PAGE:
Friday, March 20, 2009

'First Garden' to sprout at White House

Alice Waters and other sustainable food advocates must have been persuasive. The Obamas are planning a veggie garden on the White House lawn, says the Washington Post.


Yes, it will include arugula. No, it isn't the first such garden. President John Adams, the first president to live in the White House, planted a garden. Eleanor Roosevelt planted a Victory Garden during World War II. The last true farmer in the White House, Jimmy Carter, wouldn't plant a vegetable garden – not even a peanut patch.
The New York Times even shows a schematic of what will be planted in what patch in the garden.
But will we see the First Family out digging up wild onions and Bermuda grass or shoo-ing the First Squirrels away from the First Tomatoes? We await further developments.

7 comments:

Anonymous said...

And this has WHAT to do with "growth in the Charlotte region"?

How's your jaw doing?

barkomomma said...

Answer: No relevance at all.

Kinda like the rest of the Observer.

Is Caulkins on vacation...or job hunting?

Anonymous said...

Give it a rest, folks. The constant cynical carping is just tired. Plus rude.

Growth in the Charlotte region needs continued example-setting; and sustainable, locally-grown and accessible food (including vegetables grown in your own backyard, wherever that happens to be) is good, since it's cheaper, more efficient, and--if you have kids--a teaching/learning/fun experience.

Maybe you all were lucky enough to grow food in your own backyards, but a lot of folks grew up without that. For them, the "First Gardener" example is a positive one that 'plays well' here in Charlotte.

So could you please play nice in the sandbox with the other kids, for once?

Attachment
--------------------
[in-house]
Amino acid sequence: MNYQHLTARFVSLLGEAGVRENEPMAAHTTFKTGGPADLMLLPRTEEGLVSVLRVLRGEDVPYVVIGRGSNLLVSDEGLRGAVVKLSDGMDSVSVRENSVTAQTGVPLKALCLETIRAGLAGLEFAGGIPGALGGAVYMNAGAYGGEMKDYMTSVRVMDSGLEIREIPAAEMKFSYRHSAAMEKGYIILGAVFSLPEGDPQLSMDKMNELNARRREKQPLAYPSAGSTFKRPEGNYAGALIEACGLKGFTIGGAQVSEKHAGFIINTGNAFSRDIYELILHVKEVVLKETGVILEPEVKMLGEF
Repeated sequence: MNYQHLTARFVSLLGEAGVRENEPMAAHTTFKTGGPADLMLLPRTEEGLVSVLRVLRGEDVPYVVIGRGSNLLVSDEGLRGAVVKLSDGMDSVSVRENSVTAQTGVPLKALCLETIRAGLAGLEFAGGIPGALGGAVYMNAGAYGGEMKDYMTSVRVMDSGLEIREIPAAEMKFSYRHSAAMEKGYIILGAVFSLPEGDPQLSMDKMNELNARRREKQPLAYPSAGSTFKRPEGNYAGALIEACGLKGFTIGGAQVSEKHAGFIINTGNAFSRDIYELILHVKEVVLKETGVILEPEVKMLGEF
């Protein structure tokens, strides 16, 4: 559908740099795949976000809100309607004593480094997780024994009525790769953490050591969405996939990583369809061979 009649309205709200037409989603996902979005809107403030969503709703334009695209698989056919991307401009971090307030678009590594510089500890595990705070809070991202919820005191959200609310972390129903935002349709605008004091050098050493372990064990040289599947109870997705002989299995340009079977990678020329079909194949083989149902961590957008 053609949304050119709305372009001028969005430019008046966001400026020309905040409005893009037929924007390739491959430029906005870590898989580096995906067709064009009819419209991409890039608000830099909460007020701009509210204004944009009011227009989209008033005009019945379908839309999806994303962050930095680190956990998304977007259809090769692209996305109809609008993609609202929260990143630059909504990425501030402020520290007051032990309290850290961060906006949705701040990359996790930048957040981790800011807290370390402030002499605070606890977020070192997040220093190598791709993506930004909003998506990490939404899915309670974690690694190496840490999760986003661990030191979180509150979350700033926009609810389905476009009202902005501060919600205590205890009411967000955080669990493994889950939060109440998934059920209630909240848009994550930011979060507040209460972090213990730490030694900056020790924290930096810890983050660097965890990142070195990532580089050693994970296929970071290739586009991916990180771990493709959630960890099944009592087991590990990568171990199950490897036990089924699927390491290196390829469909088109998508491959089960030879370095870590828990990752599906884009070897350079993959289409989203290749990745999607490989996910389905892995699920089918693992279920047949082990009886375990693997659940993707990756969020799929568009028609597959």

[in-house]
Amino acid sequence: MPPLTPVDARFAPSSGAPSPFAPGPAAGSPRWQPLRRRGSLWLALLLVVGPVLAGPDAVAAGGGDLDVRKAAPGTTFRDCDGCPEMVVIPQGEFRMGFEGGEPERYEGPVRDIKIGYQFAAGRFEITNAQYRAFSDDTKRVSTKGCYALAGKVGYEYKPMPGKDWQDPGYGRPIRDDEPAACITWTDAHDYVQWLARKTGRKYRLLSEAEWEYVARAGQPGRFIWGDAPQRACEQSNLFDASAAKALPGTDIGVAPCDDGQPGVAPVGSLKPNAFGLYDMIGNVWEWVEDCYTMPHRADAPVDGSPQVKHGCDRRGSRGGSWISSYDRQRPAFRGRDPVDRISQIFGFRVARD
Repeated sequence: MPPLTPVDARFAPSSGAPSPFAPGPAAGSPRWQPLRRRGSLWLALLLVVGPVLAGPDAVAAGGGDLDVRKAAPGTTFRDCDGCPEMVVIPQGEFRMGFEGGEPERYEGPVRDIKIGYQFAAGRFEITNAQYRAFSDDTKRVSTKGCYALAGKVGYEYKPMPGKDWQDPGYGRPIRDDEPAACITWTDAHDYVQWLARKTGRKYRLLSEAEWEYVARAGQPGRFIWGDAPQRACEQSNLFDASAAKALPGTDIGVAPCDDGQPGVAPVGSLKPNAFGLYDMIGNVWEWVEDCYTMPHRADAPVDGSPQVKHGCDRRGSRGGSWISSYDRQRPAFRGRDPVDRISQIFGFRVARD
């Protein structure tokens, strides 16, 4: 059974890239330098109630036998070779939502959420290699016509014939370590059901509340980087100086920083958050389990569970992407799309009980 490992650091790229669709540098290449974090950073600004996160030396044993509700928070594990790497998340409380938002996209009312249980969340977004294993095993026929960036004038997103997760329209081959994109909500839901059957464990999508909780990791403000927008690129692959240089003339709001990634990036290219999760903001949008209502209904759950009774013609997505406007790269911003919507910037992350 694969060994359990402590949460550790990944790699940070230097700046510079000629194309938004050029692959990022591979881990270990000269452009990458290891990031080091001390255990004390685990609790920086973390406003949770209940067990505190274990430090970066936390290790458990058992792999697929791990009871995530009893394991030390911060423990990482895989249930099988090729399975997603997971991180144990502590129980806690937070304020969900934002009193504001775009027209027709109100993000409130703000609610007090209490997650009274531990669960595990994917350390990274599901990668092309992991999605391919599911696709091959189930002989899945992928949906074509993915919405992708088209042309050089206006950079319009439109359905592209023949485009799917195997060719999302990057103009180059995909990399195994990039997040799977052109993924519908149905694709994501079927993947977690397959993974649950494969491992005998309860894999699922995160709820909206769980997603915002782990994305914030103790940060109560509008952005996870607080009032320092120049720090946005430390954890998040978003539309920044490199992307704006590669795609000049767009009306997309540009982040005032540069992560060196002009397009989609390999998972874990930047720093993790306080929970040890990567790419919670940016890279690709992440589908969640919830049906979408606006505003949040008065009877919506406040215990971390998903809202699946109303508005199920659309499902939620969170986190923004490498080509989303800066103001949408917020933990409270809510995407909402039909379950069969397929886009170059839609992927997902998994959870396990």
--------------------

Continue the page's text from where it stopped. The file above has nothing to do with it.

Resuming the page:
Anonymous said...

Mary you should pay more taxes.

Jumper said...

Like a character in a movie who sold his car because he had "too many keys" in his life, the NYT demands I store cookies on my computer and I've had enough. Too many cookies! So I didn't see the list of all the veggies. I did see arugula was on the list. I think mine died on a cold night, although the roots are still green and may sprout new growth. Tomatoes are on the list for sure. I have never grown a bell pepper even approaching the size and fleshiness of those in the store. We do what we are good at, I suppose. I am good at potatoes, sweet potatoes, tomatoes, and squash. I need to find the yellow, slightly warty, crookneck variety. The straight neck (and zuccini) have no taste.

Molly Bloom said...

Thank you, Anon 8:30.

Anonymous said...

So before the usual queue of snarks shows up here to give Ms. Newsom the Beavis treatment, I'd like to ask:

Do you children have any plans whatsoever for coping the next time there's a problem with the Colonial Pipeline?

Any plans, that is, besides grousing about "price gouging" while you run around like panicked pigs to dry out every gas station?

Just wondering. Because, well, a good backyard garden would come in very handy for such an occasion.